Karen Dalton

SEATTLE, Washington, US
Artist / Band / Musician
Light in the Attic
From the exclusive liner notes by Lenny Kaye ("Nuggets," Patti Smith Group):"Karen's mother was full Cherokee, and told her that if your vibrations were right, plants would grow into your room, as Karen had grown onto the Village folk scene. She had the Beat spirit as well, the existential angst which felt life was dark, perpetually in pain, and that was how you became your art, if you were a real artist.'"'Karen was tall, willowy, had straight black hair, was long-waisted and slender, what we all wanted to look like,' Lacy J. Dalton said. And her blend of influences - the jazz of Ella Fitzgerald and Billie Holiday, the immersion of Nina Simone, the Appalachian keen of Jean Ritchie, the R&B and country that had to seep in as she made her way to New York from Oklahoma - created a 'voice for the jaded ear.'"+++"My favorite singer in the place was Karen Dalton. Karen had a voice like Billie Holiday's and played the guitar like Jimmy Reed." - Bob Dylan+++"She is my favorite female blues singer." - Nick Cave+++"Without a doubt, she is my favorite singer." - Devendra Banhart+++"She sure can sing the shit out of the blues." - Fred NeilThe late Karen Dalton has been the muse for countless folk rock geniuses,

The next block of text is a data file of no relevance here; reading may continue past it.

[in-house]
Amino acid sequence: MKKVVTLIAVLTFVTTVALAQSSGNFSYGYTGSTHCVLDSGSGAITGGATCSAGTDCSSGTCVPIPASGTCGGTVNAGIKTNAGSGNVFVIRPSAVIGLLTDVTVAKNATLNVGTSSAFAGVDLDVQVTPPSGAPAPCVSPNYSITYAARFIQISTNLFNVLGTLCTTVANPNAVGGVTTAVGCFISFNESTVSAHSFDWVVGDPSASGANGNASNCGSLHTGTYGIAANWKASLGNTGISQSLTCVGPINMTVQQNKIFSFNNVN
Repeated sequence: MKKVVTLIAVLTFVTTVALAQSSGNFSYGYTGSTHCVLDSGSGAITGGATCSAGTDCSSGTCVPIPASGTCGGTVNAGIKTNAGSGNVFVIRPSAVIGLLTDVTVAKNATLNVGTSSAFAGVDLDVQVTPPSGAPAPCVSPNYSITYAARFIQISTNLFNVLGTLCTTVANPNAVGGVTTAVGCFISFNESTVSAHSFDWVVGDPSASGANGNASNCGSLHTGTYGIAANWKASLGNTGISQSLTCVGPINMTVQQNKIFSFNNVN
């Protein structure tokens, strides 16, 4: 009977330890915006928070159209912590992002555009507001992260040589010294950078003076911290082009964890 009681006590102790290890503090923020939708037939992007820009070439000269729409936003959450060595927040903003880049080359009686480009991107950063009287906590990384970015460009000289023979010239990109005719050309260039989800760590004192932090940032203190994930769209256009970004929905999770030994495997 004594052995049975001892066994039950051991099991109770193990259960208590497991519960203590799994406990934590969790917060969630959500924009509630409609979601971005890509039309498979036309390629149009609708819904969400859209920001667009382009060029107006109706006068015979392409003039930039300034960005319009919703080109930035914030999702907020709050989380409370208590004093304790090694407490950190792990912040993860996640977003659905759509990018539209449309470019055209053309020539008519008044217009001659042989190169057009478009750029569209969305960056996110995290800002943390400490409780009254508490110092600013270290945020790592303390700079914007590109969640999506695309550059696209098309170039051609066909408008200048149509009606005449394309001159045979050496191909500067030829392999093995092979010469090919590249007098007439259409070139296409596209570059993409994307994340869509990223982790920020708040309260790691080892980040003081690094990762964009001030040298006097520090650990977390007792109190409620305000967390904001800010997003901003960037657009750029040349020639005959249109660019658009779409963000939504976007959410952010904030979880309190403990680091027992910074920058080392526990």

from Bob Dylan to Devendra Banhart, from Lucinda Williams to Joanna Newsom.

Legendary singer Lacy J. Dalton actually

adopted her hero's surname as her own when she started her career in country

music. Karen Dalton had that affect on people - her timeless, aching,

blues-soaked, Native American spirit inspired both Dylan & The Band's

"Katie's Been Gone" (on 'The Basement Tapes') and Nick

Cave's "When I First Came To Town" (from 'Henry's Dream').Recorded over a six month period in 1970/71 at Bearsville, 'In My Own Time'

was Dalton's only fully planned and realized studio album. The material was

carefully selected and crafted for her by producer/musician Harvey Brooks,


Renaissance man of rock-jazz who played bass on Dylan's "Highway 61

Revisited" and Miles' "Bitches Brew". It features ten songs that reflected

Dalton's incredible ability

to break just about anybody's heart - from her spectral evocation of Joe

Tate's "One Night of Love," to the dark tragedy of the traditional "Katie

Cruel." Known as a great interpreter of choice material, Dalton could master


country and soul genres with hauntingly pining covers of George Jones' "Take

Me" and Holland-Dozier-Holland's "How Sweet It Is.""IN MY OWN TIME" CD, LP & Limited Edition 45
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